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Citizens Arrested Calling Out Manchin on Rockwool

More than 30 West Virginians gathered in the Senate office of Senator Joe Manchin (D-West Virginia) this past week demanding a meeting and demanding that Manchin stop dragging his feet and take a stand on the Rockwool industrial facility planned for Jefferson County.

Manchin staff said he was in meetings. Citizens said they would wait. Citizens spoke. Citizens sang. For more than two hours. Still no Senator Manchin.

Citizens refused to leave until Senator Manchin showed up. After months of meeting with citizens and getting information briefings, the citizens wanted an answer — yes or no on Rockwool?

They refused to leave until they got an answer. Manchin never showed. And eleven citizens were arrested. (See video of protest here.)

Why did it come to this?

Any West Virginian who has interacted with Manchin can tell you how it works. He’s friendly. He’s kind. He’ll take a photo with you. He’ll make you seem like you are important and have important things to say. He might even sound as if he agrees with you.

Then, he turns around, walks away and into the warm embrace of the corporate lobbyists and the corporate state.

Manchin has been doing it his whole political life.

If you haven’t seen it up close over and over again, it’s easy to be fooled.

But as former President George Bush put it in 2002 in a speech in Nashville, Tennessee – “Fool me once – shame on. . .shame on you……..if you fool me you can’t get fooled again.”

Yes you can.

Citizens in Jefferson County, West Virginia are fighting Rockwool’s plans to put their heavy industrial insulation facility in the heart of their suburban rural county.

They don’t want a facility across from an elementary school spewing 156,000 tons of toxic pollution into the air.

Since last fall, they have been meeting with Senator Manchin and his staff to inform them of the perils the Rockwool facility hoping they would convince Senator Manchin to take a stand against the facility.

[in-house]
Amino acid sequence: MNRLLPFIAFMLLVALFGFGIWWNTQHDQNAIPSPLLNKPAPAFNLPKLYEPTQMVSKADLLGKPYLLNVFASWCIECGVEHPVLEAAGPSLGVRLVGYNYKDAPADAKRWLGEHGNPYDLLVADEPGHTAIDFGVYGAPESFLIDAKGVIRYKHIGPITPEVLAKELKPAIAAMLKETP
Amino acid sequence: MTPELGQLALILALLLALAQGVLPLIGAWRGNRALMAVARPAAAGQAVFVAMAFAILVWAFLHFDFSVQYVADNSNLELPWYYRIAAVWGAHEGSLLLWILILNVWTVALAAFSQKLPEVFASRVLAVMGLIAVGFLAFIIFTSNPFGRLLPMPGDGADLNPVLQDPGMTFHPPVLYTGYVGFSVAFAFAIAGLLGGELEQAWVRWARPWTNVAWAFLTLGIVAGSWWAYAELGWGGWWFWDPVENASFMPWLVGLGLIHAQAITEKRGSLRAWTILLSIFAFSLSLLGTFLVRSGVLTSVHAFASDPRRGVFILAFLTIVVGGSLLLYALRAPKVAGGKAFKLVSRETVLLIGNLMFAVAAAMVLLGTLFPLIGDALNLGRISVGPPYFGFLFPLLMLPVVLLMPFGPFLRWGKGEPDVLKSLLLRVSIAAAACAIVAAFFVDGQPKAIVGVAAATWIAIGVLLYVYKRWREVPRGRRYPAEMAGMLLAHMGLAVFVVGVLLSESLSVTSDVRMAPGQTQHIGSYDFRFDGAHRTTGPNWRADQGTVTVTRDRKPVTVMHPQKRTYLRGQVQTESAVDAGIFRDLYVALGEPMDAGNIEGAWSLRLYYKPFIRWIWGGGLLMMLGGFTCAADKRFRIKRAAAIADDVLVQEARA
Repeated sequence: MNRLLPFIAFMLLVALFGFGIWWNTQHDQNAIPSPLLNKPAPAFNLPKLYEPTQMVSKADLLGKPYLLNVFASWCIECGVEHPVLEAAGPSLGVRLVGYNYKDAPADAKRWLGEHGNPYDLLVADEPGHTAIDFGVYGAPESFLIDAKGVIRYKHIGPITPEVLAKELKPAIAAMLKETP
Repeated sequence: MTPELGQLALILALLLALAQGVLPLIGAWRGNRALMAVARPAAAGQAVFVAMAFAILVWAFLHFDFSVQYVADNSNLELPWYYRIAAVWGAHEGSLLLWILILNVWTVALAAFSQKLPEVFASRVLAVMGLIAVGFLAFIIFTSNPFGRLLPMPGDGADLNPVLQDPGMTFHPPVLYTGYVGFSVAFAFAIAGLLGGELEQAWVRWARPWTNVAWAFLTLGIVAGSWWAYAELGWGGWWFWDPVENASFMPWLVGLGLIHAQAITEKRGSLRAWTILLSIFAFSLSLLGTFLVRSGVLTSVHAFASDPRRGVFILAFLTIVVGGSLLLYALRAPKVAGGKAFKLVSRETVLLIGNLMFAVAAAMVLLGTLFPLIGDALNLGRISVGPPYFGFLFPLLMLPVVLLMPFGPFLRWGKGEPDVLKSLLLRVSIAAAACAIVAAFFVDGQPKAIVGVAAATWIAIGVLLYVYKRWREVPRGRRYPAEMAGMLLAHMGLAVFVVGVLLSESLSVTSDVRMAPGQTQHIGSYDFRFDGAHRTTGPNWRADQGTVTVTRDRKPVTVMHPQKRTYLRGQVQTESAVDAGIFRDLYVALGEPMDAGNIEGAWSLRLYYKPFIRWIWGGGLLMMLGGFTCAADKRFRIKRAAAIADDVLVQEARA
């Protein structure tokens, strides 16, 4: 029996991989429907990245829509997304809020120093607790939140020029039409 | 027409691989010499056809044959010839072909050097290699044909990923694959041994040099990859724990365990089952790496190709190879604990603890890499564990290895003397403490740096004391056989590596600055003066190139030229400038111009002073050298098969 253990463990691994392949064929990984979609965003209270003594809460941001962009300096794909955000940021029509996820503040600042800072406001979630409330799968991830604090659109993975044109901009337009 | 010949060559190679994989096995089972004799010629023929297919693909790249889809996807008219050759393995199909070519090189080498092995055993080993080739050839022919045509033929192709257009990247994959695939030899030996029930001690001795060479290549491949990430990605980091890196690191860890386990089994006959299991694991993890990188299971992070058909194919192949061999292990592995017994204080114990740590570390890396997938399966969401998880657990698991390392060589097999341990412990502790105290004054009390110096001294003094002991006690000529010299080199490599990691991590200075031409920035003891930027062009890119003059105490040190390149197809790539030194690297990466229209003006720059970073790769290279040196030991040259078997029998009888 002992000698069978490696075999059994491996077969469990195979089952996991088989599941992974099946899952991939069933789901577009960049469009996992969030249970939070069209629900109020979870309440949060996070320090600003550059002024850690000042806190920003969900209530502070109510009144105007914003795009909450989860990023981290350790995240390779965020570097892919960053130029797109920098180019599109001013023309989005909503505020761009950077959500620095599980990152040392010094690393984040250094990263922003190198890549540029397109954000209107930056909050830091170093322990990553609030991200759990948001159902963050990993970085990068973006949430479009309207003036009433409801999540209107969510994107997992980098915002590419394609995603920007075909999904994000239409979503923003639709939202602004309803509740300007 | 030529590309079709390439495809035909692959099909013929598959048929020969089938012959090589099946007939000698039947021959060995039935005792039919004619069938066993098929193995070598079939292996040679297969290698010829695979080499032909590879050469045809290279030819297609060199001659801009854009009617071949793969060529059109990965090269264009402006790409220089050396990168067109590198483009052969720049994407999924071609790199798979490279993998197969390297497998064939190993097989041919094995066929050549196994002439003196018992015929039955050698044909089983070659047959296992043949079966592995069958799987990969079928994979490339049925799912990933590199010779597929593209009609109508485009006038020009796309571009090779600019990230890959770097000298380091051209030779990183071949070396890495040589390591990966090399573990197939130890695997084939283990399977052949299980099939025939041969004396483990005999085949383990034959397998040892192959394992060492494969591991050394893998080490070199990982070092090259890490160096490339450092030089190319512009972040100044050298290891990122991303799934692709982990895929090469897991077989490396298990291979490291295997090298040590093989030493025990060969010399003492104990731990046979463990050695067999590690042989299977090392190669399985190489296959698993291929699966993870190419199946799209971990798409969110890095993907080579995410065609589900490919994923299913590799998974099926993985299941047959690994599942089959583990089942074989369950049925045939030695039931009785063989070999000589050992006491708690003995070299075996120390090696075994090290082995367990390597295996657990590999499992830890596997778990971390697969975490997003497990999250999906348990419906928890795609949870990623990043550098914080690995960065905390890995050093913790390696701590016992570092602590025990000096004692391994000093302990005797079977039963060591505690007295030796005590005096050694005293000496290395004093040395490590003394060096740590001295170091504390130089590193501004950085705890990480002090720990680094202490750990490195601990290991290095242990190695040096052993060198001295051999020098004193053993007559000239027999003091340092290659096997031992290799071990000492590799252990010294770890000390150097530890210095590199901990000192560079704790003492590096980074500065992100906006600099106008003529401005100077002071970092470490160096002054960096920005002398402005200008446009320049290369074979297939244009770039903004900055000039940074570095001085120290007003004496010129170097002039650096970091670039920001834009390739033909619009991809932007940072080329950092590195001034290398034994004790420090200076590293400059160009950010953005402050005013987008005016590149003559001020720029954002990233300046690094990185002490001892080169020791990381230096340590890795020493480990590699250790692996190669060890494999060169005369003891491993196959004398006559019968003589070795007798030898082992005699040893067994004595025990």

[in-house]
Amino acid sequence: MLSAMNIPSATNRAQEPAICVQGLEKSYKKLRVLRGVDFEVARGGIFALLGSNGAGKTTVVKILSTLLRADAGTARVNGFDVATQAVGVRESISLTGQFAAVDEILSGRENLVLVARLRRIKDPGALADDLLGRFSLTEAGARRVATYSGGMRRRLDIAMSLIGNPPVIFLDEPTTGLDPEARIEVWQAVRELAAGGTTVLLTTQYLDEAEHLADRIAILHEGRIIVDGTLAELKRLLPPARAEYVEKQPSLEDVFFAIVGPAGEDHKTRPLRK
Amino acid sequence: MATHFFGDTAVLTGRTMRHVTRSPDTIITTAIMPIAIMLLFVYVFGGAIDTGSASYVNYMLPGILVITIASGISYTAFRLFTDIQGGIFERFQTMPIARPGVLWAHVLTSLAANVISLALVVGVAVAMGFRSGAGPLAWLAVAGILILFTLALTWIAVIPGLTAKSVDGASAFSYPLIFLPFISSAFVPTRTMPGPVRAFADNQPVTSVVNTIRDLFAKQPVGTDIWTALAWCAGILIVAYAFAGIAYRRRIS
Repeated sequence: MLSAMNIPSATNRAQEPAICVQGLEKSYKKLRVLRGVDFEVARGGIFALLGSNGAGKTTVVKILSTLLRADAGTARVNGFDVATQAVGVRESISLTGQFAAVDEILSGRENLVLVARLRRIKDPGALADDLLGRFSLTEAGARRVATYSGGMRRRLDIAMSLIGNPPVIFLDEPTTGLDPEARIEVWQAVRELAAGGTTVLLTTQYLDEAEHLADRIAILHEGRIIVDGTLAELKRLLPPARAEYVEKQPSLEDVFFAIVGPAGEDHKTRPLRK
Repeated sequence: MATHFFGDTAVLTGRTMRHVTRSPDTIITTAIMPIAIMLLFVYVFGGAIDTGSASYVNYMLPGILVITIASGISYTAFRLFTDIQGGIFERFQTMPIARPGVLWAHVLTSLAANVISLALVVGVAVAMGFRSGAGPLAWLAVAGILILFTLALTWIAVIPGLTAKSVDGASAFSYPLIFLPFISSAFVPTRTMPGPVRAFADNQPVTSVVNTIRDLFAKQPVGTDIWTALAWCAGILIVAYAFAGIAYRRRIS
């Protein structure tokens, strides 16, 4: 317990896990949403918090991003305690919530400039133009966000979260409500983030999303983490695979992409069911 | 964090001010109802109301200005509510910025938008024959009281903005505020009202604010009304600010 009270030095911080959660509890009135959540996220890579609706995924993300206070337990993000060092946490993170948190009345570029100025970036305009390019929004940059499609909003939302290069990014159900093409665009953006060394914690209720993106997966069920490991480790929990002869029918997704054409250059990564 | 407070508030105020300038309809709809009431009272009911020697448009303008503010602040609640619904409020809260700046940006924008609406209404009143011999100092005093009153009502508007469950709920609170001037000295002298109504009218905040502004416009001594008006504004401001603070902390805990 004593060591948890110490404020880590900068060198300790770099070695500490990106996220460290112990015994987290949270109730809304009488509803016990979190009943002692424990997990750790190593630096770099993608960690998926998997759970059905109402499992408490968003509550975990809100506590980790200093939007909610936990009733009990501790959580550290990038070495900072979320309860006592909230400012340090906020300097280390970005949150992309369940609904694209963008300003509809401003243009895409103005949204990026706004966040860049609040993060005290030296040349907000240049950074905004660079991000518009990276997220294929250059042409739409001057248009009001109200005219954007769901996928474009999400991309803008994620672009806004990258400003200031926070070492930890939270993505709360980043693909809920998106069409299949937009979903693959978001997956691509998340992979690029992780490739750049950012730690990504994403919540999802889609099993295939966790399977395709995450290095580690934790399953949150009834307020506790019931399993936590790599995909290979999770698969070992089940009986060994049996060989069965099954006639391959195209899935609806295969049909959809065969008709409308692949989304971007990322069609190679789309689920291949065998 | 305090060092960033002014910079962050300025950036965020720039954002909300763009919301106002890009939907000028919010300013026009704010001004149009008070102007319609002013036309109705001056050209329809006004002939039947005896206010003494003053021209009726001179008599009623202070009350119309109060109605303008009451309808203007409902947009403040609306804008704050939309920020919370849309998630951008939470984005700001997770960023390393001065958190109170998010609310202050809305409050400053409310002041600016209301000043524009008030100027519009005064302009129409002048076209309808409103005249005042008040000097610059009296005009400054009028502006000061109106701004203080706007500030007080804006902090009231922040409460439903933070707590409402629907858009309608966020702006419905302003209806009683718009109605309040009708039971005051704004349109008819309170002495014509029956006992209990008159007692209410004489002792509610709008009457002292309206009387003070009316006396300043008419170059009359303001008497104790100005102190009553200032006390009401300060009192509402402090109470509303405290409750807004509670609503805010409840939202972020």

They met with Senator Manchin’s staff on October 17, 2018 and then put out a detailed report on that meeting. They even ran a picture of citizens and Manchin’s staff. Everyone is smiling.

After the meetings and conversations, citizens demanded Manchin take a stand for or against Rockwool before the election. Manchin refused.

But Manchin was facing an election in weeks and the people in Jefferson County were questioning whether to vote for Manchin or not.

On October 21, 2018, David Levine, one of the organizers of the resistance against Rockwool, took to Facebook to say — “Friends — whatever you think of Joe Manchin, we need him in the Senate now more than ever.”

And the consensus among the liberal Democrats protesting against Rockwool was the same — most of them would vote for Manchin. (Although not all of them. Sarah Chayes, for one, called on West Virginians to write in — No More Manchins.)

But why would most of them back off a demand for Manchin to take a stand right before the election?

Levine said that right before the election Manchin and his staff had been very helpful and were moving in the right direction.

“Senator Manchin and Pat Hayes, Chief of Staff, made it very clear how they would help us,” Levine said on October 28. “The Chief Counsel had been very helpful.”

“I was fooled,” Levine said this week. “What convinced me was a strong letter Manchin wrote to the Environmental Protection Agency.”

Fast forward to earlier this month. Manchin agrees to come to Shepherd University in Jefferson County to have a public meeting with citizens about Rockwool on February 25. The room is reserved and all is set.

When the citizens say they have invested too much time for another listening session, that they want Manchin to take a stand at the February 25 meeting, Manchin cancels the meeting.

And on Thursday, a bus full of citizens headed to Washington for this week’s showdown in Manchin’s office. During the speeches, more than once citizens complained — we voted for Senator Manchin and now he won’t even come out and talk with us?

Fool me once?

More articles by:

Russell Mokhiber is the editor of the Corporate Crime Reporter..

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